A recent study conducted at Boston University** has found that repeated blows to the head are linked to depression, stress, anxiety, sleep disorders and even suicide. The study has been conducted using the donated brains of former NFL and high-school American football players who have experienced repeated hits to the head throughout their career. Many of the brains donated were by former NFL players who committed suicide following a period of depression or chronic headaches.

There is a stigma associated with sports people where is it seen as wrong to walk off a field, particularly in a physical sport like Rugby. Whilst it is certainly entertaining to the spectator to see tackles of epic physical proportions, who is concerned about the possible long term effect of these impacts.

It is for this reason the rule change should be embraced within the sport. It allows players the opportunity to leave the field of play to get themselves assessed by a medical professional to ensure they are not displaying any symptoms of a concussion. The new rules will place some responsibility on the players to admit to feeling the symptoms of concussion following a tackle. This can only work if it is combined with education to club staff and players about the damage that can be done if head injuries are not properly treated or monitored.

While this relates to players and clubs, the officials also have an important role to play. Aside from fellow players, officials are closest to the action and therefore an important pair of eyes to have on the players during the game. The symptoms of concussion and head trauma should be taught to all players, coaches and officials to ensure symptoms are picked up quickly and rapidly assessed.

But then comes the question. If a concussion isn’t picked up immediately and long term implications occur, who is to blame for not spotting it and reacting at the time of the impact?

The result of the trial may be hard to quantify in such a short period of time but you can be sure that is it not doing any harm to the brains of the players on the field. The results will only be evident over time if there is a reduction in reported depression, stress, anxiety and sleep disorders of retired rugby players.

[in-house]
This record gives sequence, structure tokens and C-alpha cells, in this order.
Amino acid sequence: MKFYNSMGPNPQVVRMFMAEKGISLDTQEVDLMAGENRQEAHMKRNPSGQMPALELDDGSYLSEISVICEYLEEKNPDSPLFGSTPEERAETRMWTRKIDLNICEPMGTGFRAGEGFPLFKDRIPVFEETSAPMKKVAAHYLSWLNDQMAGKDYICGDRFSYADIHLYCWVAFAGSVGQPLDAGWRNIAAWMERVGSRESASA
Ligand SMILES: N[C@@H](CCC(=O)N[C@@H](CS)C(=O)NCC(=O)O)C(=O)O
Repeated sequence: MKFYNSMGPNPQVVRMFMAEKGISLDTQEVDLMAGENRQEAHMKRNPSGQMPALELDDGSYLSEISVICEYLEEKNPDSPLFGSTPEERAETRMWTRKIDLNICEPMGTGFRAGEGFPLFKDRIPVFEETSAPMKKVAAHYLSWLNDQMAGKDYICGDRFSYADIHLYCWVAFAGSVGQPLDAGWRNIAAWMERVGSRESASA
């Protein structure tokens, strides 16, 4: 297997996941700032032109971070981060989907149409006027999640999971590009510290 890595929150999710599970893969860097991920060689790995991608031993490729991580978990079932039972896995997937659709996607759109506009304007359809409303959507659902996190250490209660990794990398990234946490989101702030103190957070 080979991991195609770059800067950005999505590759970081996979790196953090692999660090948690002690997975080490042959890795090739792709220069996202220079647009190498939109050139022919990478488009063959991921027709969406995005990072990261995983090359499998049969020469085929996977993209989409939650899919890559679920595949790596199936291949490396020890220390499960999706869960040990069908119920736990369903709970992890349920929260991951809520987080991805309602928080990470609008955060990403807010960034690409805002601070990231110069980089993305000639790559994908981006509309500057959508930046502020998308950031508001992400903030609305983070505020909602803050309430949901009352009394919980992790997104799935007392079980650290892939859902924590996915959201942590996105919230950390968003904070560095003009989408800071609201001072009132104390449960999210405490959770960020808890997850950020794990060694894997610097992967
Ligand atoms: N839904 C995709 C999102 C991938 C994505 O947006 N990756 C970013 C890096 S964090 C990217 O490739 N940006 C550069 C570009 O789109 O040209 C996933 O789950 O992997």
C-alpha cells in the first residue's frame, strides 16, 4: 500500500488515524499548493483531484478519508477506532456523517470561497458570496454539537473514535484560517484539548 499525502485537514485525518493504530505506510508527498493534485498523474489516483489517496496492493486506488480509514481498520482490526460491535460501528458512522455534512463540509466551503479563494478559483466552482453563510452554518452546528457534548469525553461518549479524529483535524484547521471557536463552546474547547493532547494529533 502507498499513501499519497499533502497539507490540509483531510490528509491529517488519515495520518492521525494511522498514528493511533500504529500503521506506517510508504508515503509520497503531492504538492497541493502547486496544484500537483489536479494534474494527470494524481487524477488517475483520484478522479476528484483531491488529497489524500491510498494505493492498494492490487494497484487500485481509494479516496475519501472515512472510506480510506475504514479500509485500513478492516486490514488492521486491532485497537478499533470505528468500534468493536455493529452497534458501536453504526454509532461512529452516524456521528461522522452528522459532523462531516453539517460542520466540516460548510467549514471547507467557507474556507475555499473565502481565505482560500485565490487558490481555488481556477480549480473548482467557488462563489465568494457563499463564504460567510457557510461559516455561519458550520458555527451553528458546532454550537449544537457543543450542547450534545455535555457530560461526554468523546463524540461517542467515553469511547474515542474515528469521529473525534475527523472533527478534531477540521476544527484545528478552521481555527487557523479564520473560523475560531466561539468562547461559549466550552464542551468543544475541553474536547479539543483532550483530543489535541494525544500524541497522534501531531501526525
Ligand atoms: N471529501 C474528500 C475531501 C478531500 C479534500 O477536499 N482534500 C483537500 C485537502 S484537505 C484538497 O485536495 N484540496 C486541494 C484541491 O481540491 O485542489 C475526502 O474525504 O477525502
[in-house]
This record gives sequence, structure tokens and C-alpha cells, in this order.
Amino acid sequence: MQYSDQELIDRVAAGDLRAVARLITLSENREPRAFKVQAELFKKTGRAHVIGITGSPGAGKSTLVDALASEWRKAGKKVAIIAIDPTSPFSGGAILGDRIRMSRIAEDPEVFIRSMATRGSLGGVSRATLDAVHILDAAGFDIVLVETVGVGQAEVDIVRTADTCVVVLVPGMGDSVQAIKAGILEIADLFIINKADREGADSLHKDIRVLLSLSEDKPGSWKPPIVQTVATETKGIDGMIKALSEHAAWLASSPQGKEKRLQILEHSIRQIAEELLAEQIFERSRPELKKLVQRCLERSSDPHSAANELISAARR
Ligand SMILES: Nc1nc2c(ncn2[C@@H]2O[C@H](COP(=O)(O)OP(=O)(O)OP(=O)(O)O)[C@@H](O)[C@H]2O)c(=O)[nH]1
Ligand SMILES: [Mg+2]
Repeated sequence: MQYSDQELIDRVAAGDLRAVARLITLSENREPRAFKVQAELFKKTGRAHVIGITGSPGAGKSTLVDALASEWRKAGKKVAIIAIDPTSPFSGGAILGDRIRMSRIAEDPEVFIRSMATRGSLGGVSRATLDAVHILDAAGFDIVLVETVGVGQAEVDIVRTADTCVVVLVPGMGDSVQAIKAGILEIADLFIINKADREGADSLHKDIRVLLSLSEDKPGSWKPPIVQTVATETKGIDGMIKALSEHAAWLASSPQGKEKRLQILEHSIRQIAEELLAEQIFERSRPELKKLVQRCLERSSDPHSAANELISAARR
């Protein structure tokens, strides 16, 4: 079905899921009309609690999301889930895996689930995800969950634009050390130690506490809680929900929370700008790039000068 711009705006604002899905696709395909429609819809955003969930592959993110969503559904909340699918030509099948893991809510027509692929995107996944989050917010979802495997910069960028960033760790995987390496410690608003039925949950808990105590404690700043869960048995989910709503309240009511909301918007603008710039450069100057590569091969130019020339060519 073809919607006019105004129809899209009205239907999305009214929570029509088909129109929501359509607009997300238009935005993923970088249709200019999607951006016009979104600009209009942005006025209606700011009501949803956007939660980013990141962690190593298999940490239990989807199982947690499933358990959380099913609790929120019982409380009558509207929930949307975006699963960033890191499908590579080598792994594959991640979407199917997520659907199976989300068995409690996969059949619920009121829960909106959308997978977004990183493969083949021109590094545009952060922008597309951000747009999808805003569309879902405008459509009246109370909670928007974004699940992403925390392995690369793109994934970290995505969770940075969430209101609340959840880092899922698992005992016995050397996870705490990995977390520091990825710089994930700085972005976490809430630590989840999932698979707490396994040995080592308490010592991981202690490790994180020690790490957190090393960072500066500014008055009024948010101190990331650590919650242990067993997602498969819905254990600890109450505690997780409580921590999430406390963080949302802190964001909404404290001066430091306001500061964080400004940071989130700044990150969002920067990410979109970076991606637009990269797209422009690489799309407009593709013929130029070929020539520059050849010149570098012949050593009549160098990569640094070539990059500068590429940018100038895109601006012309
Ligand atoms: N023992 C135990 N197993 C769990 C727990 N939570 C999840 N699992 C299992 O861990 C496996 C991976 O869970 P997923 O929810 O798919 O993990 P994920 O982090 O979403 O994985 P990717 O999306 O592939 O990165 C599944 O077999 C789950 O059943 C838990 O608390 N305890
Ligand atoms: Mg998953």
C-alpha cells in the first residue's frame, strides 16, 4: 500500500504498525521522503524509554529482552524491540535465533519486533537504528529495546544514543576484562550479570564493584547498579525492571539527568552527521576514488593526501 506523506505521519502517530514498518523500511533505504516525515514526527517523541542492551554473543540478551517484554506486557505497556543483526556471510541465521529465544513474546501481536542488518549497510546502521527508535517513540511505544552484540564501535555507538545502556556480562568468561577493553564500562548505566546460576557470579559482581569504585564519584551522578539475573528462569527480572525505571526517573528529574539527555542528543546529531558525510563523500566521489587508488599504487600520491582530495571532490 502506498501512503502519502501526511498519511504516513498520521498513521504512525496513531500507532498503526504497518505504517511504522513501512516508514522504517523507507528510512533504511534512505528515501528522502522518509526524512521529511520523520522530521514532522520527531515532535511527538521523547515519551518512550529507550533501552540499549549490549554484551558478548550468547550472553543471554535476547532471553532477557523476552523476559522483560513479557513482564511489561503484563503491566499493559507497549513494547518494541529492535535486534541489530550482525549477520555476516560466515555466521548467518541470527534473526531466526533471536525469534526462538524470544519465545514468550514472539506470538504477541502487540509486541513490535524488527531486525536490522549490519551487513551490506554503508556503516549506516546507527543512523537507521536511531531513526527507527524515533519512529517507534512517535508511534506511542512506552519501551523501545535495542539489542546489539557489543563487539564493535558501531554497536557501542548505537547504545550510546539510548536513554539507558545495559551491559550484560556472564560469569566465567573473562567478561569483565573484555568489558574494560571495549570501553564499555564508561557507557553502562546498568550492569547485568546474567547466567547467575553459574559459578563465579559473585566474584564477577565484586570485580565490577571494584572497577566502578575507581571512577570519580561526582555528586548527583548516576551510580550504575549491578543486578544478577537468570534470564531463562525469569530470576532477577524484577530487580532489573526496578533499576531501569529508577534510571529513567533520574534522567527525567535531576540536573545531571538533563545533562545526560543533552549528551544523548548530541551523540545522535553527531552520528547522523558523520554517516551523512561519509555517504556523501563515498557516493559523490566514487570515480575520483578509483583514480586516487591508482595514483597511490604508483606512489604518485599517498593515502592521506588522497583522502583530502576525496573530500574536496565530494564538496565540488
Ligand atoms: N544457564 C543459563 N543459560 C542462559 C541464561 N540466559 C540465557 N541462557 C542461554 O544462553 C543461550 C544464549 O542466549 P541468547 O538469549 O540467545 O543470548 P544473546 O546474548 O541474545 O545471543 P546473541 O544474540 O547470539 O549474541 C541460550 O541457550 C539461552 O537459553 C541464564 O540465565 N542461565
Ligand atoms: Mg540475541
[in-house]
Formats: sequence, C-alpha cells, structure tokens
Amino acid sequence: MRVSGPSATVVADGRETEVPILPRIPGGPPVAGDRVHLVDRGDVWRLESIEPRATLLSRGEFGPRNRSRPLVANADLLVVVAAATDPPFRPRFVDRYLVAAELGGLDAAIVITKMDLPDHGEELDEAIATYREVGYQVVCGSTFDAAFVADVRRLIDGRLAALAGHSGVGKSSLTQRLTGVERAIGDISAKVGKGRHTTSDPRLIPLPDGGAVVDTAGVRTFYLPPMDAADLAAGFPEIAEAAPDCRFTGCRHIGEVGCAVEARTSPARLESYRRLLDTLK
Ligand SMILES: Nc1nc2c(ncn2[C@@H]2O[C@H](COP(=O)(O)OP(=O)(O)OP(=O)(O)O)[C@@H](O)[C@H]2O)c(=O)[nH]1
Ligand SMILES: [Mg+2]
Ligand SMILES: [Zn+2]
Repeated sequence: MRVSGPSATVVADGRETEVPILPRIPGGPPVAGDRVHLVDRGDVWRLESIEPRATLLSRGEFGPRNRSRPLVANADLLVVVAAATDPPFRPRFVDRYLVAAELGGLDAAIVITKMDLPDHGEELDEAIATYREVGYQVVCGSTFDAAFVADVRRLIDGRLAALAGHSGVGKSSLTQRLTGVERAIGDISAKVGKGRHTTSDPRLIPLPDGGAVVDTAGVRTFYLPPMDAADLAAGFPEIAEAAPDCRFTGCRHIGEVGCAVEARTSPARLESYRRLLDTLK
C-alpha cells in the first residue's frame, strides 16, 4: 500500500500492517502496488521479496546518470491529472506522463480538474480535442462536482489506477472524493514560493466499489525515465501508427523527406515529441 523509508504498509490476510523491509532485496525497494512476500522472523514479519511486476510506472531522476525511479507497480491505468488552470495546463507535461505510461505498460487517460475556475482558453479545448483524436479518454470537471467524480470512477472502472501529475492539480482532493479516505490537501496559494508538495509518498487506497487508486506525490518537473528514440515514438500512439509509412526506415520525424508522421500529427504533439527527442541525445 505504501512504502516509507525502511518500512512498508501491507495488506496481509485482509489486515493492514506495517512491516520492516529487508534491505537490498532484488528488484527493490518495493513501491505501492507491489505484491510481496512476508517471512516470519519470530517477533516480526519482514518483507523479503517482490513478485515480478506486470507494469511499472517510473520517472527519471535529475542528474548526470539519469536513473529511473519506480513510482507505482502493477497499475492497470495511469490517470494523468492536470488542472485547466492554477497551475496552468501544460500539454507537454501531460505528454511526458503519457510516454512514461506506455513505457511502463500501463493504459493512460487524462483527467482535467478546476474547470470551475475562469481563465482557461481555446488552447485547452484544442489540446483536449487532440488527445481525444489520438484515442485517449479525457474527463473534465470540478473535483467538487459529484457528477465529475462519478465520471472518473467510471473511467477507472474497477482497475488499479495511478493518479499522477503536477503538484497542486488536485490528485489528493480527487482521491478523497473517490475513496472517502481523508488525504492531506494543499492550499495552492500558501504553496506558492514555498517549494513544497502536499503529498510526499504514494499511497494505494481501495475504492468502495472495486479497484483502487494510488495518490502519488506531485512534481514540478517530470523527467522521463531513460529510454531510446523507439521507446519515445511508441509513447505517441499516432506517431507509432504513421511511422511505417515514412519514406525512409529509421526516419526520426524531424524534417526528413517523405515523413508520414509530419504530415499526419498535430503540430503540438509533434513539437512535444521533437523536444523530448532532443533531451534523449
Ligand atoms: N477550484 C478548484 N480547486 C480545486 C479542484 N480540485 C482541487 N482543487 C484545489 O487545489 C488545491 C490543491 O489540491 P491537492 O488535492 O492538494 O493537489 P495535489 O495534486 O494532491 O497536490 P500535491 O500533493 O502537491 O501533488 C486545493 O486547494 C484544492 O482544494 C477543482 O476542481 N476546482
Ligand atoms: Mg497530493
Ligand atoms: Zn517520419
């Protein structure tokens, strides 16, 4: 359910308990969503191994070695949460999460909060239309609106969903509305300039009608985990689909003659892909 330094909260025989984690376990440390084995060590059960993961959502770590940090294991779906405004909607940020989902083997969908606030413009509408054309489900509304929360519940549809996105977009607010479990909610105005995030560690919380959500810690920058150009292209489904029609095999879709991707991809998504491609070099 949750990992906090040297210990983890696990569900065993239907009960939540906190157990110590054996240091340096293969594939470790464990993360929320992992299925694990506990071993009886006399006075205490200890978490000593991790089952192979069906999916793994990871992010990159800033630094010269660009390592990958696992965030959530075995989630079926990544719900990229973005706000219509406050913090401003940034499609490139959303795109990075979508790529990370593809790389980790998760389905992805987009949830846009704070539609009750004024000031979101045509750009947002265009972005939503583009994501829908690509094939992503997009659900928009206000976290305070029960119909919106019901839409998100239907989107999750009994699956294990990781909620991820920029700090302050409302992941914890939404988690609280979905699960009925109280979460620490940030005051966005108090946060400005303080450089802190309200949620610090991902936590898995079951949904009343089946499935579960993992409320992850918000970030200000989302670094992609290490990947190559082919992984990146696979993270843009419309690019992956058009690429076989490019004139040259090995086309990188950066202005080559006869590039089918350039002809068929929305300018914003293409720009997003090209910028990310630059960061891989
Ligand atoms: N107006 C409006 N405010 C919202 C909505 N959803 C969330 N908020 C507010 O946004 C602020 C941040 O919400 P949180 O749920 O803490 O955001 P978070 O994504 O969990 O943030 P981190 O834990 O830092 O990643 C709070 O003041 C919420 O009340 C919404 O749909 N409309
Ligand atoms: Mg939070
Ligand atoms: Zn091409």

What is your opinion on the introduction of the concussion bin?

This guest blog was written on behalf of Pannone. Pannone specialise in personal injury resulting from head trauma.

* I have received no fee or other recompense for publishing this article

UPDATE: One of my readers commented on the iRB concussion assessment documents referred to in the BBC article. If you’re interested, you can see more of this at the IRB Player Welfare website

Speech of the year

“This is our time, and one day we will tell our children and our grandchildren that when our time came, we did it right”
Lord Coe, Opening Ceremony, London 2012, 27 July

…is retiring

And so it came to pass.

After 110 National League matches refereed, numerous run outs with a flag, and the occasional Number 4 & 5 appointments, I have advised the RFU Referee management team of my intention to step down from the National Panel of Referees in the New Year.

I’ve recently moved jobs meaning a commute into London every day. The job is fantastic, but means I’m out before dawn and back in the evening so I only see my two boys for 20 mins or so each day as they go to bed. To then spend all day Saturday on the road as well isn’t fair on them, and frankly, they are the most important things to me and I don’t want to miss out on any more than I absolutely have to. That schedule also leaves little room for the necessary training that we have to put in to maintain our fitness in the professional game.

I’ve thoroughly enjoyed my 7 seasons as a National Panel Referee. It’s been an honour and privilege to be able to play a part in our great game at that level. I’ve achieved more than I ever thought I would and that is due to the support Ive had from so many people. Some people Id like to pick out – Dickie Weaver, Jim Marr, David Sainsbury and Jerry Wallis are 4 names you wont have heard of. They’ve been my coaches during my time on the Panel, giving me weekly counsel and advice on all sorts of things both match, referee and work related. All have helped me no end and a huge amount of credit goes to them. If anyone had said I would have got to the great heights of refereeing 1 v 2 in the RFU Championship a few seasons ago, I wouldn’t have believed them, but these 4 people believed in me and pushed me to get there. Other unsung heroes of the RFU refereeing world – Bobbie Haynes and Mel Liley, the former, and current Refs Dept administrators who really do make sure we all know where we going, who we’ll be with, what kit we should have, our comms kit all in order, pay the expenses and make sure we get our match videos. No enviable task!  Often thankless, but hugely appreciated by us all. Steve Leyshon, Steve Savage and Prof Dr “Blue” Mellick have all been great through the years too.